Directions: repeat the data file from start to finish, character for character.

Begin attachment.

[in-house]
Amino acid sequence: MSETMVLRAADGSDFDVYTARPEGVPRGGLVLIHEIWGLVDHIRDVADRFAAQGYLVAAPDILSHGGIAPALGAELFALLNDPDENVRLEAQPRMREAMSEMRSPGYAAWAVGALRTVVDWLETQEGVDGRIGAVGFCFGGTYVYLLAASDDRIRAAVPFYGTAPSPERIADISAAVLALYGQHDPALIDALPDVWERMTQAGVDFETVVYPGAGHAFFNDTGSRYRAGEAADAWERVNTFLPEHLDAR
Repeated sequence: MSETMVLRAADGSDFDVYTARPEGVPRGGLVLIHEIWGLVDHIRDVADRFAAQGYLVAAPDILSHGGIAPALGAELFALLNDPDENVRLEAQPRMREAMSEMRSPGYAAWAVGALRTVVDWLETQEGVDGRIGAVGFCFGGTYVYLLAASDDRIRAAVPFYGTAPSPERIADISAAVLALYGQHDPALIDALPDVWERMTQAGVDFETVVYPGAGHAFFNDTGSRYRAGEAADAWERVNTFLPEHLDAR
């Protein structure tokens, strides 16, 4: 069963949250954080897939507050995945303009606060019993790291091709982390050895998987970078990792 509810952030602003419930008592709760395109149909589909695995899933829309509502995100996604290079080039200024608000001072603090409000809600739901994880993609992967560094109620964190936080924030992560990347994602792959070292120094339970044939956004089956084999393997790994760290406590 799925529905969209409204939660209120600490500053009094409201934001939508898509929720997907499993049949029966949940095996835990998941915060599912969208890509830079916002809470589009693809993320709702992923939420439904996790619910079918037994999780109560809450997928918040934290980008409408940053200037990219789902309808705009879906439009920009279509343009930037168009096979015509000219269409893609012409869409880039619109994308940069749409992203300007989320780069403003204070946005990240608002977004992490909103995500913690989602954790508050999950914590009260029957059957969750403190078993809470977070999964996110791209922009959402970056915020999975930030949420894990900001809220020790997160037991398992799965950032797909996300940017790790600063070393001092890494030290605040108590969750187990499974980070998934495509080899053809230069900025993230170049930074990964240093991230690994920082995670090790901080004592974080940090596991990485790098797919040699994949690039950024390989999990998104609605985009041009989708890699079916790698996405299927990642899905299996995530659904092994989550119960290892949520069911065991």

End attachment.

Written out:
[in-house]
Amino acid sequence: MSETMVLRAADGSDFDVYTARPEGVPRGGLVLIHEIWGLVDHIRDVADRFAAQGYLVAAPDILSHGGIAPALGAELFALLNDPDENVRLEAQPRMREAMSEMRSPGYAAWAVGALRTVVDWLETQEGVDGRIGAVGFCFGGTYVYLLAASDDRIRAAVPFYGTAPSPERIADISAAVLALYGQHDPALIDALPDVWERMTQAGVDFETVVYPGAGHAFFNDTGSRYRAGEAADAWERVNTFLPEHLDAR
Repeated sequence: MSETMVLRAADGSDFDVYTARPEGVPRGGLVLIHEIWGLVDHIRDVADRFAAQGYLVAAPDILSHGGIAPALGAELFALLNDPDENVRLEAQPRMREAMSEMRSPGYAAWAVGALRTVVDWLETQEGVDGRIGAVGFCFGGTYVYLLAASDDRIRAAVPFYGTAPSPERIADISAAVLALYGQHDPALIDALPDVWERMTQAGVDFETVVYPGAGHAFFNDTGSRYRAGEAADAWERVNTFLPEHLDAR
């Protein structure tokens, strides 16, 4: 069963949250954080897939507050995945303009606060019993790291091709982390050895998987970078990792 509810952030602003419930008592709760395109149909589909695995899933829309509502995100996604290079080039200024608000001072603090409000809600739901994880993609992967560094109620964190936080924030992560990347994602792959070292120094339970044939956004089956084999393997790994760290406590 799925529905969209409204939660209120600490500053009094409201934001939508898509929720997907499993049949029966949940095996835990998941915060599912969208890509830079916002809470589009693809993320709702992923939420439904996790619910079918037994999780109560809450997928918040934290980008409408940053200037990219789902309808705009879906439009920009279509343009930037168009096979015509000219269409893609012409869409880039619109994308940069749409992203300007989320780069403003204070946005990240608002977004992490909103995500913690989602954790508050999950914590009260029957059957969750403190078993809470977070999964996110791209922009959402970056915020999975930030949420894990900001809220020790997160037991398992799965950032797909996300940017790790600063070393001092890494030290605040108590969750187990499974980070998934495509080899053809230069900025993230170049930074990964240093991230690994920082995670090790901080004592974080940090596991990485790098797919040699994949690039950024390989999990998104609605985009041009989708890699079916790698996405299927990642899905299996995530659904092994989550119960290892949520069911065991």